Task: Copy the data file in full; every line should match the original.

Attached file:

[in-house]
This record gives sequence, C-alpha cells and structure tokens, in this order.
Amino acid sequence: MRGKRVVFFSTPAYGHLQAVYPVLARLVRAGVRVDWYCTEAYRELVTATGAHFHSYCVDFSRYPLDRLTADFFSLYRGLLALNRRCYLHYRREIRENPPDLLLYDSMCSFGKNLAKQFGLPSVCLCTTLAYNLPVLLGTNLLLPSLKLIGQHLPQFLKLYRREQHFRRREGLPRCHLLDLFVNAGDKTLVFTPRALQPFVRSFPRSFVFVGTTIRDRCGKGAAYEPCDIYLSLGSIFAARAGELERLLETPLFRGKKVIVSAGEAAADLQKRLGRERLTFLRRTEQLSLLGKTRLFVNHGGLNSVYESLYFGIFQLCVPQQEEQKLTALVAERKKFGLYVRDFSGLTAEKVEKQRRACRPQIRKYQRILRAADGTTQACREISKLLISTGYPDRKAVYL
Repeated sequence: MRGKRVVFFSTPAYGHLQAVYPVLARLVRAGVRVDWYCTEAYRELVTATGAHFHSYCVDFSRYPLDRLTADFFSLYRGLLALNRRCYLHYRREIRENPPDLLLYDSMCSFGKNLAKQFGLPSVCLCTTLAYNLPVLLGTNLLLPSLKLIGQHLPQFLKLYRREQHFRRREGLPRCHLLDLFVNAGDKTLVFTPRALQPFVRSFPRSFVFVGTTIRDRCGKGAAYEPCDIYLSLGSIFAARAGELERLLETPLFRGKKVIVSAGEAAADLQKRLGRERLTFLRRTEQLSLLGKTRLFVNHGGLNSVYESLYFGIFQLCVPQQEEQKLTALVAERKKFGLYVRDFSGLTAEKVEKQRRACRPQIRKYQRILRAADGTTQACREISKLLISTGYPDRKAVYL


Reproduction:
[in-house]
This record gives sequence, C-alpha cells and structure tokens, in this order.
Amino acid sequence: MRGKRVVFFSTPAYGHLQAVYPVLARLVRAGVRVDWYCTEAYRELVTATGAHFHSYCVDFSRYPLDRLTADFFSLYRGLLALNRRCYLHYRREIRENPPDLLLYDSMCSFGKNLAKQFGLPSVCLCTTLAYNLPVLLGTNLLLPSLKLIGQHLPQFLKLYRREQHFRRREGLPRCHLLDLFVNAGDKTLVFTPRALQPFVRSFPRSFVFVGTTIRDRCGKGAAYEPCDIYLSLGSIFAARAGELERLLETPLFRGKKVIVSAGEAAADLQKRLGRERLTFLRRTEQLSLLGKTRLFVNHGGLNSVYESLYFGIFQLCVPQQEEQKLTALVAERKKFGLYVRDFSGLTAEKVEKQRRACRPQIRKYQRILRAADGTTQACREISKLLISTGYPDRKAVYL
Repeated sequence: MRGKRVVFFSTPAYGHLQAVYPVLARLVRAGVRVDWYCTEAYRELVTATGAHFHSYCVDFSRYPLDRLTADFFSLYRGLLALNRRCYLHYRREIRENPPDLLLYDSMCSFGKNLAKQFGLPSVCLCTTLAYNLPVLLGTNLLLPSLKLIGQHLPQFLKLYRREQHFRRREGLPRCHLLDLFVNAGDKTLVFTPRALQPFVRSFPRSFVFVGTTIRDRCGKGAAYEPCDIYLSLGSIFAARAGELERLLETPLFRGKKVIVSAGEAAADLQKRLGRERLTFLRRTEQLSLLGKTRLFVNHGGLNSVYESLYFGIFQLCVPQQEEQKLTALVAERKKFGLYVRDFSGLTAEKVEKQRRACRPQIRKYQRILRAADGTTQACREISKLLISTGYPDRKAVYL